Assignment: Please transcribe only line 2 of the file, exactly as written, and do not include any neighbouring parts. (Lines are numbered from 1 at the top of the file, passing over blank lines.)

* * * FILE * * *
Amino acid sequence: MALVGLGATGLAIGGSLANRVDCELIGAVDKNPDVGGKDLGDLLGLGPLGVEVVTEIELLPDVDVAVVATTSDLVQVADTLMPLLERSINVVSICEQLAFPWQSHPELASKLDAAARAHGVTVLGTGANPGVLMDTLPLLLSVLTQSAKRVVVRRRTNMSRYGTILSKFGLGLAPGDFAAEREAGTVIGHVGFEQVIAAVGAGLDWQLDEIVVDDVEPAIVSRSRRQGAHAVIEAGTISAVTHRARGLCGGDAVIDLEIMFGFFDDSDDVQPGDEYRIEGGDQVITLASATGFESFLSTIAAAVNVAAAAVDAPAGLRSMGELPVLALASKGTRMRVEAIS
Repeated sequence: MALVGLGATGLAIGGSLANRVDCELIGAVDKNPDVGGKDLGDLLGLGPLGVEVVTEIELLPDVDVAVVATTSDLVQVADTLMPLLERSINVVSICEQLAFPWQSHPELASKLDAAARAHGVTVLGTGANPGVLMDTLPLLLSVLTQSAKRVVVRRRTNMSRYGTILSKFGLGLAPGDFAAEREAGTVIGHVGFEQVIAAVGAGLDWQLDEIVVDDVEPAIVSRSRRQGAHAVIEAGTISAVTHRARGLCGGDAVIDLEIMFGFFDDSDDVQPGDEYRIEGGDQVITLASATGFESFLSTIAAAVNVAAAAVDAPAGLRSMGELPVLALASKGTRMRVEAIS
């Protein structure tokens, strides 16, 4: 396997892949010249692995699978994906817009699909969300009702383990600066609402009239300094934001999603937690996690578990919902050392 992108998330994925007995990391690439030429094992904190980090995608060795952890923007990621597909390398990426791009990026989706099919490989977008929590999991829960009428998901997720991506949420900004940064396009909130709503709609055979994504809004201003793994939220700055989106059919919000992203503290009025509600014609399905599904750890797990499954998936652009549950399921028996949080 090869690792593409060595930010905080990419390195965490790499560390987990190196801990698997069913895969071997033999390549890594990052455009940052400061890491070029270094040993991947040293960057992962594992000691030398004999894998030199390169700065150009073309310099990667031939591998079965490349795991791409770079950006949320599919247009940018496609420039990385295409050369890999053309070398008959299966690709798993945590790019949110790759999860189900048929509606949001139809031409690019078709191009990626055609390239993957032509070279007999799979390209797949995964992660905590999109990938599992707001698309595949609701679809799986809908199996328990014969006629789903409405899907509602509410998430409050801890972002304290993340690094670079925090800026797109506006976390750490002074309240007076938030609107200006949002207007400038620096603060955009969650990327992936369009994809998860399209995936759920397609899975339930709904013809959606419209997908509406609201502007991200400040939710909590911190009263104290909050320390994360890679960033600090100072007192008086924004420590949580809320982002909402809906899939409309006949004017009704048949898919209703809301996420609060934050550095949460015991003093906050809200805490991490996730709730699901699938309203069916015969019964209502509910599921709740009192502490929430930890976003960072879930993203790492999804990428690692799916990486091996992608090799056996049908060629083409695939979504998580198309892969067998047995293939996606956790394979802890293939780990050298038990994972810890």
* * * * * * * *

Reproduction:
Repeated sequence: MALVGLGATGLAIGGSLANRVDCELIGAVDKNPDVGGKDLGDLLGLGPLGVEVVTEIELLPDVDVAVVATTSDLVQVADTLMPLLERSINVVSICEQLAFPWQSHPELASKLDAAARAHGVTVLGTGANPGVLMDTLPLLLSVLTQSAKRVVVRRRTNMSRYGTILSKFGLGLAPGDFAAEREAGTVIGHVGFEQVIAAVGAGLDWQLDEIVVDDVEPAIVSRSRRQGAHAVIEAGTISAVTHRARGLCGGDAVIDLEIMFGFFDDSDDVQPGDEYRIEGGDQVITLASATGFESFLSTIAAAVNVAAAAVDAPAGLRSMGELPVLALASKGTRMRVEAIS